Mrs. Blake: A Story of Twenty Years, Volume 1

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Hurst and Blackett, 1862
 

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Page 265 - The Sundays of man's life, Threaded together on time's string, Make bracelets to adorn the wife Of the eternal glorious King. On Sunday heaven's gate stands ope ; Blessings are plentiful and rife, More plentiful than hope.
Page 167 - Nay, take my life and all; pardon not that. You take my house, when you do take the prop That doth sustain my house ; you take my life, When you do take the means whereby I live.
Page 190 - We live in deeds, not years; in thoughts, not breaths; In feelings, not in figures on a dial. We should count time by heart-throbs. He most lives Who thinks most — feels the noblest — acts the best.
Page 309 - O, it is excellent To have a giant's strength ; but it is tyrannous To use it like a giant.
Page 69 - It may be glorious to write Thoughts that shall glad the two or three High souls, like those far stars that come in sight Once in a century ; — But better far it is to speak One simple word, which now and then Shall waken their free nature in the weak And friendless sons of men ; To write some earnest verse or line, Which, seeking not the praise of art, Shall make a clearer faith and manhood shine In the untutored heart. He who doth this, in verse or prose, May be forgotten in his day, But surely...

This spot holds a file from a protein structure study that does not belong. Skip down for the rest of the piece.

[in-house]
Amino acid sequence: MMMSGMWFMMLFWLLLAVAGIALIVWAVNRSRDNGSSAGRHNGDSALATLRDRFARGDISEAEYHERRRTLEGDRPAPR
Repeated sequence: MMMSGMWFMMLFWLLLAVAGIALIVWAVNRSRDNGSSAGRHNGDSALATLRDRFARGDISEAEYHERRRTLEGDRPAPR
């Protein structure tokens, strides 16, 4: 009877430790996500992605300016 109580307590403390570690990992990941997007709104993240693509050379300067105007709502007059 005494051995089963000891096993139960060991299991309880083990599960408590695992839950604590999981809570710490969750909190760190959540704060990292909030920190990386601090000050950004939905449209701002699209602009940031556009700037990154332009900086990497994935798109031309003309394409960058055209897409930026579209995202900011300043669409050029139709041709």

Page 200 - Tis pleasant, sure, to see one's name in print; A book's a book, although there's nothing in't.
Page 95 - IN the pleasant orchard-closes, " God bless all our gains," say we , But " May God bless all our losses " Better suits with our degree. Listen, gentle — ay, and simple ! listen, children on the knee...
Page 126 - Each man's chimney is his Golden Milestone ; Is the central point, from which he measures Every distance Through the gateways of the world around him.
Page 15 - Children are God's apostles, day by day, Sent forth to preach of love, and hope, and peace ; Nor hath thy babe his mission left undone.
Page 161 - Can play you a rubber and win it, — If she's got nothing better to do ! She can chatter of Poor-Laws and Tithes, And the value of labour and land, — 'Tis a pity when charming women Talk of things which they don't understand...

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